Discover more from Under the Hood - Demystifying VC
Under the Hood - Demystifying VC
This week's theme: API-first companies
Under the Hood is a bi-weekly newsletter about recent developments in the Venture Capital industry, our perspective on key trends, and deep dives into how VC works.
Today, we’re covering the API-first companies space with five sections:
Market Spotlight - This section includes a summary of our deep-dive on the API-first companies space. The complete research is hosted on Notion and you can access it here.
Deal in the Spotlight - Twilio’s $3.2B acquisition of Segment
Fantasy Portfolio - The $22M Series B of our first portfolio company Abacus.ai
What intrigued us this week - a16z’s new funds, Sequoia’s plans for Europe, VC recruiting resources
What we are up to at HEC AIS - Events we host in December
🔎 Market Spotlight
(by Aarzoo Sharma)
Our first market spotlight covers the API-first trend. The rise of API-first companies (such as Shopify, Stripe, Twilio, Plaid, and Segment) and the fact that API startups raised $1.06 billion in venture funding in 2018 made it interesting for us to dig into this space.
The complete deep-dive is hosted independently on a Notion page and you’ll find below a summary of the key points we address! Check out the market deep dive HERE.
What are APIs, anyway?
Simply put, APIs (Application Programming Interfaces) are computing interfaces that allow software applications to talk to each other. They facilitate communication (exchange of data) between software and can be designed for any level of granularity - go further with Mulesoft’s super intuitive explanation of what an API is.
APIs have been a key part of companies' tech stacks for almost 20 years - they were first popularised by Salesforce, eBay, and AWS in the early 2000s as a means to integrate services in the backend. They then went on to enable some of the most important technologies of the past decade – social (APIs enabled the success of Facebook and Twitter), cloud (AWS proved that infrastructure could be deployed cheaply using APIs), and mobile (APIs enable interconnectivity of mobile apps).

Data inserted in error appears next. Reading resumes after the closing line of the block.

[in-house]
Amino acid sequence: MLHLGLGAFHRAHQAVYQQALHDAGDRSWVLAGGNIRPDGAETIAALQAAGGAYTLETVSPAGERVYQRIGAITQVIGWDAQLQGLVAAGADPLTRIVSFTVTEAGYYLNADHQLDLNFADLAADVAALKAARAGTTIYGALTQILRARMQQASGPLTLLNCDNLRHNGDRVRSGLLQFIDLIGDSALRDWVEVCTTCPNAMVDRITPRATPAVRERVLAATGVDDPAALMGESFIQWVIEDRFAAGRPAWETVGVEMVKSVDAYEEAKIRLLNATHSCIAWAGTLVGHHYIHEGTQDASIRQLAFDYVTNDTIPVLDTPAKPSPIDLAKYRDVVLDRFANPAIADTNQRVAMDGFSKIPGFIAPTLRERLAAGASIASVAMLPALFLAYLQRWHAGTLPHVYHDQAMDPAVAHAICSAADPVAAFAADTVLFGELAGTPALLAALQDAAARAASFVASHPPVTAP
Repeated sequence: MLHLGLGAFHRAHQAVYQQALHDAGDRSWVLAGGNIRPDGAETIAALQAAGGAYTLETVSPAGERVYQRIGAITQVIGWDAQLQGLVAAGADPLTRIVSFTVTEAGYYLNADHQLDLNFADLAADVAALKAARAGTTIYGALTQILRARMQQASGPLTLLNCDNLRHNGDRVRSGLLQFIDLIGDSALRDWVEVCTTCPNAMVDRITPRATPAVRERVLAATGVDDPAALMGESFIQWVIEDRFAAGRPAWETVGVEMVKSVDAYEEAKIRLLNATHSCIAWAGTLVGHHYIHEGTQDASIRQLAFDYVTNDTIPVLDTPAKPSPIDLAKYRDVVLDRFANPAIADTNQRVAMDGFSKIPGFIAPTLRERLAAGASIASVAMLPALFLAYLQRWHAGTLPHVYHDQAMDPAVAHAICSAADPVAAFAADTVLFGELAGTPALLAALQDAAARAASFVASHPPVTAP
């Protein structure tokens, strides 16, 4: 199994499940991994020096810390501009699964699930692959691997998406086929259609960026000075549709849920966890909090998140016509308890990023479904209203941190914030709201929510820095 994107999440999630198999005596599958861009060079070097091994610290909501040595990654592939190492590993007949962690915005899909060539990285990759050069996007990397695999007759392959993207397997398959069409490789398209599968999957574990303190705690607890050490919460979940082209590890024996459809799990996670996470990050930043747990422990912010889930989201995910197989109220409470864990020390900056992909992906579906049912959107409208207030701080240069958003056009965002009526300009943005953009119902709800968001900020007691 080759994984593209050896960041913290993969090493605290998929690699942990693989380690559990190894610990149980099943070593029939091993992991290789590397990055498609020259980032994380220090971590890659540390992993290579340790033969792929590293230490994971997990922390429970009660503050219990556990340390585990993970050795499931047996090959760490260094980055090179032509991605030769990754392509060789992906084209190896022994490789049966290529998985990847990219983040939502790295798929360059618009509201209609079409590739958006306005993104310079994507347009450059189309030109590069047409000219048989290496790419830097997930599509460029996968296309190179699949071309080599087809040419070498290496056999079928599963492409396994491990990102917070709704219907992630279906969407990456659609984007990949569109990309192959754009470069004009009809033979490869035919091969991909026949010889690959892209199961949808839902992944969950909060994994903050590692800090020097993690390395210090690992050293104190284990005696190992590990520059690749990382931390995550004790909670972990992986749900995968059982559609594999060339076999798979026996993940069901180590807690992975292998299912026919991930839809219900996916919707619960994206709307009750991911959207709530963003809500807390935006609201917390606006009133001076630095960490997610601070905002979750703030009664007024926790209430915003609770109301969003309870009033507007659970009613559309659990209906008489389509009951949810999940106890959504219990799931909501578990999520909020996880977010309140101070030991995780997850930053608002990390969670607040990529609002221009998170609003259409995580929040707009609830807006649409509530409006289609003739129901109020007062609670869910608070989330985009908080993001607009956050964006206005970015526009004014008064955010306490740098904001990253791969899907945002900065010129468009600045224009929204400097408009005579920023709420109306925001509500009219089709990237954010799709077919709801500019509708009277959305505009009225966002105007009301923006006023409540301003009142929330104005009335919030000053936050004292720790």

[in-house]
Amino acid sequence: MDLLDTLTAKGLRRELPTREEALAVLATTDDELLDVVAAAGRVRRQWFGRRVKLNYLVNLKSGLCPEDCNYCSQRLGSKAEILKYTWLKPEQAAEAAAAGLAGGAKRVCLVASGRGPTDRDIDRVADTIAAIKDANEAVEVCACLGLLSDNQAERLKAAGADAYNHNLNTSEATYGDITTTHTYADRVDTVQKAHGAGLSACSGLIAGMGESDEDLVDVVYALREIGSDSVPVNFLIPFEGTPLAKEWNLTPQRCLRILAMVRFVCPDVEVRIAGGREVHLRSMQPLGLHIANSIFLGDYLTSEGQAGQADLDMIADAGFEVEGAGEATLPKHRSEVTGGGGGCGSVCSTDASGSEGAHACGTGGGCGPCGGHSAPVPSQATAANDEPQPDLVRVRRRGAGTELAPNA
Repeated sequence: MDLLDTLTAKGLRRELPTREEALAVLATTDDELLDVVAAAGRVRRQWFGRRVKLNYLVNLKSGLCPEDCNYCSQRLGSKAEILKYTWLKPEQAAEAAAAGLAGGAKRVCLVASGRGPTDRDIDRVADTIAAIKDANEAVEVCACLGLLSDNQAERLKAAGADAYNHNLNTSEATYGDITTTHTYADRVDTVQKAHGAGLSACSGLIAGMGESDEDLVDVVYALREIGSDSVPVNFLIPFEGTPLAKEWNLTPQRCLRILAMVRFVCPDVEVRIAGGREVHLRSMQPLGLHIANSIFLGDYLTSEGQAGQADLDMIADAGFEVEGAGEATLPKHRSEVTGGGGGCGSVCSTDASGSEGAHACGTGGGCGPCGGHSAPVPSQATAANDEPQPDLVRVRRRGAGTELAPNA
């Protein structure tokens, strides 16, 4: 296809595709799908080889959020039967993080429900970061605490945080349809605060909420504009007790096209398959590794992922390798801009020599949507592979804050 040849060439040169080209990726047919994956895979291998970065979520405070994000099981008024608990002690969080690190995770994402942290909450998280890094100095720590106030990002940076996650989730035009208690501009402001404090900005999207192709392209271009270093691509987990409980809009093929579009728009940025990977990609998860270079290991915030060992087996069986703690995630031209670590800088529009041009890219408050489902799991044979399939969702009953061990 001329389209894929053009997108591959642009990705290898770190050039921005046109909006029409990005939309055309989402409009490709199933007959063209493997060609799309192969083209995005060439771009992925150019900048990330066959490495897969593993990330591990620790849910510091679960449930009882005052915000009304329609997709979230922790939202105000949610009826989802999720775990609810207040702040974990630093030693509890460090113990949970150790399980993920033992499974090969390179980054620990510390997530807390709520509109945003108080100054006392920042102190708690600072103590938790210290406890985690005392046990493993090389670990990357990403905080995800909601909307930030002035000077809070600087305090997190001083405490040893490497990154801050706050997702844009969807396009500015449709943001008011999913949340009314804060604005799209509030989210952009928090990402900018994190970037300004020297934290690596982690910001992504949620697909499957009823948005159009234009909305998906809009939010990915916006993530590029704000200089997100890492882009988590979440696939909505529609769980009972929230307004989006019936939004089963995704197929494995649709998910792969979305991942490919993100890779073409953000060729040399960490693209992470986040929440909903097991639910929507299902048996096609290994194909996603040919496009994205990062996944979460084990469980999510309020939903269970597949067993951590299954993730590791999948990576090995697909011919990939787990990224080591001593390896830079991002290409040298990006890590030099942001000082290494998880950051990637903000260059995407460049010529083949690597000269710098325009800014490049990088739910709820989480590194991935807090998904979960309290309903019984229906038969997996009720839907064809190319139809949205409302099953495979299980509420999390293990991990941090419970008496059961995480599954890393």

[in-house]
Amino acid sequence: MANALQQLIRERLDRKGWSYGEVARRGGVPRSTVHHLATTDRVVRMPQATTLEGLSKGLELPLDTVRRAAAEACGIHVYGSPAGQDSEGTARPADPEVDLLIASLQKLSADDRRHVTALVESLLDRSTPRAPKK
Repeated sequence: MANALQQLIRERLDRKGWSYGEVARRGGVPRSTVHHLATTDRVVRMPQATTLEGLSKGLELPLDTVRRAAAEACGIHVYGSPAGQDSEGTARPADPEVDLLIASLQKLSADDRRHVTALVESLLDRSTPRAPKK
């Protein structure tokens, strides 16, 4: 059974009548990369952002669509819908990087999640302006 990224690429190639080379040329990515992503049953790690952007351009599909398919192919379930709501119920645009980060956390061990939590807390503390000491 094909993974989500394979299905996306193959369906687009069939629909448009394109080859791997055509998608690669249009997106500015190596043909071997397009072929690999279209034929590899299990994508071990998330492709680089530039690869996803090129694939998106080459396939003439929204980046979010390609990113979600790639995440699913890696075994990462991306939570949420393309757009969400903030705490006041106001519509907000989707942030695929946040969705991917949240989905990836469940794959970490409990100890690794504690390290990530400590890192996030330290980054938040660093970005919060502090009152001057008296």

Thanks to major shifts in the technological landscape (detailed in the next section), APIs form a key part of the tech stack of most products today.
The evolution of SaaS
To understand why APIs are shooting up in importance, it is worthwhile to look at the evolution of SaaS companies (go further on Notion). In this section of the deep dive, we talk about:
How SAP and Salesforce helped lay the foundations for the SaaS explosion of the past decade.
How the commodification of cloud computing and infrastructure management technology supported the rise of SaaS.
Why APIs are central to building defensibility in SaaS, with a focus on Systems of Record/ Engagement/ Intelligence.
The core value proposition of API-first companies
The push of the software industry towards an on-demand, bottom-up, consumer-like adoption model is driving the API-powered product trend. With more SaaS inclusion in the system, it has become more natural for companies to use APIs in their own products as well. Given the flexibility and modularity of APIs, the possibilities for endpoints to create and connect are endless. We see three key areas where API-first companies can add value to their (enterprise) customers.
Enable seamless and personalized customer experiences through microservices.
Supercharge teams across functions by speeding up experimentation cycles and reducing time to market.
Foster collaboration (and innovation) across the value chain.
Market timing - where can API-first companies capture value?
We see two key areas where API-first companies can really capture value:
Enabling digital transformation: The growth in cloud computing and the fact that 'every company is now a tech company' has led to the ever-increasing need for integration (across industries). We're already experiencing a great deal of API adoption in the software, finance, and e-commerce industries. However, we think that there is still quite some untapped potential in 'traditional' industries such as construction, logistics, and manufacturing.
Facilitating the shift from on-premise to the cloud for companies that are just getting started on their digital transformation journeys.
Enabling additive manufacturing and communication across the value chain (Agile ERP, Agile MES, Agile PLM).